Food: Vegan Irish Stew

With St Patrick’s Day celebrations over the last weekend why not try something traditional but with a Vegan twist? This simple recipe is made with TVP chunks which, I’ve found, aren’t that easy to track down! My packet was bought whilst on holiday in Llandrindod Wells! In any case, it comes dried in a bag and looks like misshapen croutons, but these swell to make delicious but firm soya pieces that can be used in a number of creative ways.

You’ll need:

  • 100g TVP pieces,
  • 2 medium carrots,
  • 2-3 medium potatoes,
  • 1 large onion,
  • 2 Bay leaves,
  • 1tsp of all purpose seasoning,
  • 250ml boiling water,
  • 250ml of Irish stout (I used Carlow brewing company for M&S Irish Stout as it’s SFV)
  • 1tbsp of dried thyme,
  • 50g barley or oats,


Prepare the TVP pieces first by covering them with boiling water in a bowl with the seasoning. They should begin to swell to nice, meaty pieces.

Peel and chop the onion and soften in a little oil over a medium heat in a decent sized Dutch oven, then peel and chop the carrots and potatoes into nice chunky pieces. Add these to the onions and pour over the boiling water and the stout until the veg is more than covered. Combine the barley or oats along with the TVP pieces and their broth into the pan and stir. Season with black pepper, dried Thyme and the Bay leaves. Check the saltiness of the water for preference. The seasoning can be quite salty so be careful when adding more.

Give the whole thing a good stir and then cook in the oven on a medium heat for forty minutes. When it’s ready the broth will be rich, the TVP will be soft but hold their shape and the vegetables will be cooked but not disintegrating. Enjoy with some crusty bread or potato farls and a liberal glass of stout, I paired ours with another couple bottles of Irish Stout brewed for Marks and Spencer’s by Carlow Brewing Company. Making the most of finding vegan friendly Irish stout
Lá fhéile Pádraig sona dhuit! Sláinte!

Food: Chorizo & Bean Stew

Seeing as Uni is starting back soon, here’s a recipe that is cheap, uses up leftovers and it’s easy to knock up.

You’ll need:

  • 180g Chorizo- chopped into half moons
  • 2 tins of chopped tomatoes
  • 2 tins of beans ( I used 1 tin of butterbeans and 1 tin of kidney beans)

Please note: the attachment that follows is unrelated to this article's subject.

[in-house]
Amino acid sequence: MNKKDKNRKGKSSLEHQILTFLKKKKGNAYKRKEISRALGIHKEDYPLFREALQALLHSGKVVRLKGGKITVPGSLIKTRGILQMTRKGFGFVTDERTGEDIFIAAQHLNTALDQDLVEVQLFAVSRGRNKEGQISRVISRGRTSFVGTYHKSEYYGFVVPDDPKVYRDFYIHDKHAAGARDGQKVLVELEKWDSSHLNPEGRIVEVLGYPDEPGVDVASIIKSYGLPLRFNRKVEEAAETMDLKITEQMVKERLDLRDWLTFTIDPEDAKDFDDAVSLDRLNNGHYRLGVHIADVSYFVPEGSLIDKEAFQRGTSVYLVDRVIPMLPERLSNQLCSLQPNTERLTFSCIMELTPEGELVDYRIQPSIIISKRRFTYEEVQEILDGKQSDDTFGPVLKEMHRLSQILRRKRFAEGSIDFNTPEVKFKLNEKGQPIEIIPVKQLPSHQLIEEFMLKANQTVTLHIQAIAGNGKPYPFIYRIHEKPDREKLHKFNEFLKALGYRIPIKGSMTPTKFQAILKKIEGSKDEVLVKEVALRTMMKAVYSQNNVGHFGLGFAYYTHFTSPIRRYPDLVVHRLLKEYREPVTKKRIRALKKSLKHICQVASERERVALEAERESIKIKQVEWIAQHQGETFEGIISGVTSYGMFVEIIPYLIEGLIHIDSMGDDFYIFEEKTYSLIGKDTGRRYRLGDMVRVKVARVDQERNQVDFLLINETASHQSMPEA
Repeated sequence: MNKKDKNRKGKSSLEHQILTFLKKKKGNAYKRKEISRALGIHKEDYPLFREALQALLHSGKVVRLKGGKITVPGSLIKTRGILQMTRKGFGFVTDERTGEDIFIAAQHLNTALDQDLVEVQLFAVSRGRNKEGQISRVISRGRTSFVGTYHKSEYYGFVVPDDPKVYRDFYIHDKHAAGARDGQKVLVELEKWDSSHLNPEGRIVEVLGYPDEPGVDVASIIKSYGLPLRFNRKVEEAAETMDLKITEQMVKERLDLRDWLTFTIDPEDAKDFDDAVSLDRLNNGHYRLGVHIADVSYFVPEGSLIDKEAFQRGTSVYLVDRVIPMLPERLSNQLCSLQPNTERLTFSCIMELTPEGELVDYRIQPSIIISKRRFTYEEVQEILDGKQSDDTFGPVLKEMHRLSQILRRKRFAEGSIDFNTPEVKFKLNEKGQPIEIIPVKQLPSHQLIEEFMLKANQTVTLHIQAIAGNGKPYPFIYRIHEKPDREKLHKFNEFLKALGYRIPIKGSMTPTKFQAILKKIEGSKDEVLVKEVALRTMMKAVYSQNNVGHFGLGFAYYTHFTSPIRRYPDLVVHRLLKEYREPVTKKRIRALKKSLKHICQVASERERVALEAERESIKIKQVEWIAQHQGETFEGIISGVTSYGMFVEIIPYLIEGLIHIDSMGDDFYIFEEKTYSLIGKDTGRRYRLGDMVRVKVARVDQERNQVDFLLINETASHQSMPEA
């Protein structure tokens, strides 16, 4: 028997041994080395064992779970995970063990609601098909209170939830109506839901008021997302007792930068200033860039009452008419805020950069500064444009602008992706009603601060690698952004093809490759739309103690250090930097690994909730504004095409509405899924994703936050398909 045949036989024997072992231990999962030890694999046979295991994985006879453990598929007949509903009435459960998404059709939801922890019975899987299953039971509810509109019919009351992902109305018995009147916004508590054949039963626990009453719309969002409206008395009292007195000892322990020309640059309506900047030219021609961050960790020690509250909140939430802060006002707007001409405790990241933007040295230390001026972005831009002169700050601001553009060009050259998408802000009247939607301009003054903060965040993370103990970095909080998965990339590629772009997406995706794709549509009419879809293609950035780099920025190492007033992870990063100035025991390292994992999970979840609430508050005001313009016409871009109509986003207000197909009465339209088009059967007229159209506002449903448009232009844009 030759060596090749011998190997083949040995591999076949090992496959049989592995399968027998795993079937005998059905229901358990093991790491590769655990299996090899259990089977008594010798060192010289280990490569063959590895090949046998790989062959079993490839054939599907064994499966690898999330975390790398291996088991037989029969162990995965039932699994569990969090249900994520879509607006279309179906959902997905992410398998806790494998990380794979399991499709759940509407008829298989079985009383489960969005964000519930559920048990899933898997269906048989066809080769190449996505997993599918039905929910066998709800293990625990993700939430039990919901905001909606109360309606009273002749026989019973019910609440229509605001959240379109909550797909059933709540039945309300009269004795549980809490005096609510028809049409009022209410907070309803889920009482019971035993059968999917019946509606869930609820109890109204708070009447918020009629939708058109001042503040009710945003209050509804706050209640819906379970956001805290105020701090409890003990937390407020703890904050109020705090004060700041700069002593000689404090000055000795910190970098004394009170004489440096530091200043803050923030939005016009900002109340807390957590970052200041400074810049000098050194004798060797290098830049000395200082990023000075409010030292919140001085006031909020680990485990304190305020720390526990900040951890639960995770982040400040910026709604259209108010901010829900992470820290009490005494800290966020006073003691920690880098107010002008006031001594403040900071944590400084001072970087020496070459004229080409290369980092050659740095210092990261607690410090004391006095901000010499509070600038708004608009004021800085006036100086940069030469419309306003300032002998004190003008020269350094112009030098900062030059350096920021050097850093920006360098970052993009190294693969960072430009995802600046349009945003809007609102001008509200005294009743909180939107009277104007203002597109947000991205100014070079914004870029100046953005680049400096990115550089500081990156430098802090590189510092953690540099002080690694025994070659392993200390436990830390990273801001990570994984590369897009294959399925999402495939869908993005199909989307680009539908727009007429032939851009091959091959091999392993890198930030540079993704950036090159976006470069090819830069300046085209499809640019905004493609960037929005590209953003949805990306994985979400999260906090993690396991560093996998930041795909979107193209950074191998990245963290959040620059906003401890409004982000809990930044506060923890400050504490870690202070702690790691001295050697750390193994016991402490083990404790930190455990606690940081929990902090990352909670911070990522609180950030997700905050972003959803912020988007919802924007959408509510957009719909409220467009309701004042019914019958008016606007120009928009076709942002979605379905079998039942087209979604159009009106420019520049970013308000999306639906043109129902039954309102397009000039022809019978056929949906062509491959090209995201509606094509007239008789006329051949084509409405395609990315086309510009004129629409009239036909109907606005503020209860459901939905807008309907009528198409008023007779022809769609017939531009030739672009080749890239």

• 3 cloves of garlic- minced
  • 1 large red onion – diced
  • 1 small glass of a nice deep red wine
  • 25-30g pimentón
  • 2 roasted brined peppers- chopped
  • 1tbs of dried rosemary
  • 1tbs of tomato puree
  • Splash of sherry vinegar
  • 2 generous tsp of chipotle chilli powder

First heat up a pan – a Le Creuset Dutch oven in my case – and pour in a little oil, I used cold-pressed Rapeseed, but feel free to use your preferred oil. Fry off the Chorizo until they render down in their paprika ladened oil. Now, add the onions and garlic- cook until translucent. Add in the the tomato puree until it’s cooked out a bit and melded with the rest of the pan. It should look like this:


Now deglaze the pan with the red wine until cooked out. Add the tomatoes, chopped peppers and rosemary into the pan. Now, with the beans I drained the kidney beans, but I decided to use the liquid- or ‘aquafaba’ from the butterbeans, pouring the whole lot in. It not only adds more liquid to the pot, but it thickens the sauce, too. Add in your paprika and chilli powder and turn the heat to a low simmer, lid on – leave for at least 1-2 hours, if not more, lifting lid to stir occasionally.

It now should have turned into a rich marroon red stew like this:


Season with a little salt, lots of black pepper and sherry vinegar, to taste. And serve!

It makes a nice winter warmer- and seeing as its always like winter here in Wales 😉

I served mine with a sprinkle of freshly chopped spring onions, a bit of grated cheddar and a nice big dollop of sour cream, along side some crusty rolls and a nice big glass of a deep and rich Rioja – decanted in my new Menu winebreather carafe.

As a student, this is a lush dish you can leave cooking whilst you study, or spend time with friends, it can be done very cheapily, it can be cooked into batches, and frozen and is so easy to make.